Do I have to take AP or Honors courses to be admitted to a four year college?
No! Many colleges accept students who have completed a basic college prep curriculum. Taking AP and Honors courses makes you competitive for a wider array of colleges, but they are not required. For Cal State, you can complete the basic A through G requirements with a 2.0 or higher GPA and be admitted to some Cal State campuses. As long as you complete 4 years of English, 2 years of history, 3 years of math (up through Algebra 2AB), 2 years of lab science (Biology and Chemistry), 2 years of the same foreign language, 1 year of visual or performing arts, and 1 additional elective course, and all your grades are “C” or higher, you will most likely be admitted to some of the less competitive Cal State campuses. For UC, a 3.0 or higher GPA in the above course pattern will most likely make you admissible to UC Merced; the other UC campuses require considerably higher grades and rigor of coursework. College Center staff will help you choose appropriate colleges based on your GPA, rigor of coursework, SAT scores, etc.
If I don’t need AP and Honors courses for college admission, why are they important?
There is extensive research indicating that the more rigorous your curriculum in high school, the more likely you are to graduate from college. AP and Honors courses help you develop the study skills you will need to be successful in college level coursework.
Is it better to take an AP course and get a “B” or to take an Honors class and get an “A”?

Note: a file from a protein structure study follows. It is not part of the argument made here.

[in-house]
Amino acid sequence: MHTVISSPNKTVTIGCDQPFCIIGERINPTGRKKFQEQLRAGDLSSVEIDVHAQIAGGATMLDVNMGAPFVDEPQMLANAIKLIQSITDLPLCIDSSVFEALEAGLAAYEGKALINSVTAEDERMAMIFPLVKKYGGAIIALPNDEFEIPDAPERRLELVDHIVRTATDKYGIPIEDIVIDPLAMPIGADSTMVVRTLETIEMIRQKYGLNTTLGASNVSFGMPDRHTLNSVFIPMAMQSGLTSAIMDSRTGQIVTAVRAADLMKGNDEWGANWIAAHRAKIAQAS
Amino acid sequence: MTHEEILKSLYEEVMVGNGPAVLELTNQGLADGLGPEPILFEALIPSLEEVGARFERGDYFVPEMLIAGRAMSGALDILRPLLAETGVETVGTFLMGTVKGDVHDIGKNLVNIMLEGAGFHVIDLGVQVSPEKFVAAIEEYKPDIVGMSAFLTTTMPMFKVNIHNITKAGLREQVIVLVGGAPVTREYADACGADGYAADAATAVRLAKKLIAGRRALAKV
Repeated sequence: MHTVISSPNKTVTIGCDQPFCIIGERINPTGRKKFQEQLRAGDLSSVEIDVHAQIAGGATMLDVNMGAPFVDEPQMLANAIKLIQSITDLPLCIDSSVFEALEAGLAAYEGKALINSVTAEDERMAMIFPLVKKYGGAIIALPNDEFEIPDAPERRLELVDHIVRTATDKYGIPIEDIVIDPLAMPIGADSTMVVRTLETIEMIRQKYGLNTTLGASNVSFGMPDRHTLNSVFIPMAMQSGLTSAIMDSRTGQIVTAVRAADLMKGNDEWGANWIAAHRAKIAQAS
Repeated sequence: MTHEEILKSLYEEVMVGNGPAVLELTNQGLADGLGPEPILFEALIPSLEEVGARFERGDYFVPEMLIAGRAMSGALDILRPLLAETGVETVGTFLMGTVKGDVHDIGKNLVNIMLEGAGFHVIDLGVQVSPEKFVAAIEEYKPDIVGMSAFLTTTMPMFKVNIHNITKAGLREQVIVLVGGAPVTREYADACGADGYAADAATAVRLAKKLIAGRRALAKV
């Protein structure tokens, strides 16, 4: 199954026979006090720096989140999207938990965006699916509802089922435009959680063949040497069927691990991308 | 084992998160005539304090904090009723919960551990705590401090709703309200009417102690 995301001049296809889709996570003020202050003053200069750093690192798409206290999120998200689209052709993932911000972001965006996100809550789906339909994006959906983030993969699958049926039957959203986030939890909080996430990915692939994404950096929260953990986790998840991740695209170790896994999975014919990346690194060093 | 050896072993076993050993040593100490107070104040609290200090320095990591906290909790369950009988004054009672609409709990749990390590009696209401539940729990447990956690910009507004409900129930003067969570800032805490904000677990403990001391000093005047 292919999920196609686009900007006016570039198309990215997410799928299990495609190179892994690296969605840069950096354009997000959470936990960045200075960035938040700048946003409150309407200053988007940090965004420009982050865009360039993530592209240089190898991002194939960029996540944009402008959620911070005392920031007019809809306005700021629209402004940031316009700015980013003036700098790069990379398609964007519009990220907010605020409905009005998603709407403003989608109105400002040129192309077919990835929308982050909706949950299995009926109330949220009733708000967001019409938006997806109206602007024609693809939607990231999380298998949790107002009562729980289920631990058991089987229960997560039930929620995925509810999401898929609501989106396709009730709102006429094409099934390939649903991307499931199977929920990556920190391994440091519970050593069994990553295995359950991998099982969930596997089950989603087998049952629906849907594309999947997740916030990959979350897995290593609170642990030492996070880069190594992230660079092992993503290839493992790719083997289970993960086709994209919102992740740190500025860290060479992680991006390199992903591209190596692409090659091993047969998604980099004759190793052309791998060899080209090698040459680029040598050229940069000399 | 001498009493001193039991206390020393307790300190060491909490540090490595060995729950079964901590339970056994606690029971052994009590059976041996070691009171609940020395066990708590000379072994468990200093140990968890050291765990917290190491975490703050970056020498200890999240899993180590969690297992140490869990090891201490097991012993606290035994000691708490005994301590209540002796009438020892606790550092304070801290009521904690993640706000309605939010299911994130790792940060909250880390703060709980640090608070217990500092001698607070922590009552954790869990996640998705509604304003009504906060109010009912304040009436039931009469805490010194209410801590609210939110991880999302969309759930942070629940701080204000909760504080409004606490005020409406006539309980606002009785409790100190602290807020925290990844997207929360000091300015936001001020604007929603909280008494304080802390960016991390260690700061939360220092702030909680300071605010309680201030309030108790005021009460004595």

Unfortunately, the answer to this question is that it is better to take an AP course and get an “A.” For the most competitive colleges, they are indeed interested in admitting students who have completed the most rigorous curriculum offered by their high school and who have received top grades. However, most colleges admit most of the students who apply, and some do not expect students to have already completed college level work in high school, because, after all, isn’t that what college is for? To do college level work? High school is not just boot camp for college, it has a much broader function, to allow you to develop your academic abilities and explore extracurricular activities that interest you. The value and appropriateness of AP courses can be debated endlessly, but for admission to UCLA, Berkeley, Stanford, Ivy League and other highly selective schools, generally you will be expected to have successfully completed extensive AP coursework.
You should take courses that interest and challenge you and that you can be successful in. Overloading on AP courses can result in your struggling in one or more of them. Some students are able to take three, four or even five AP courses successfully, and for others, one is enough, or one is too many. It is a decision you need to make for yourself; do not choose your courses based on what your best friend is doing. How much time do you want to spend on homework every night? Will you have time to stay involved in your extracurricular activities, will you get enough sleep? Are you taking AP courses in areas that you are strong in? Taking a very heavy course load that results in extracurricular activities falling by the wayside is not a good course of action. It’s all about finding the right balance.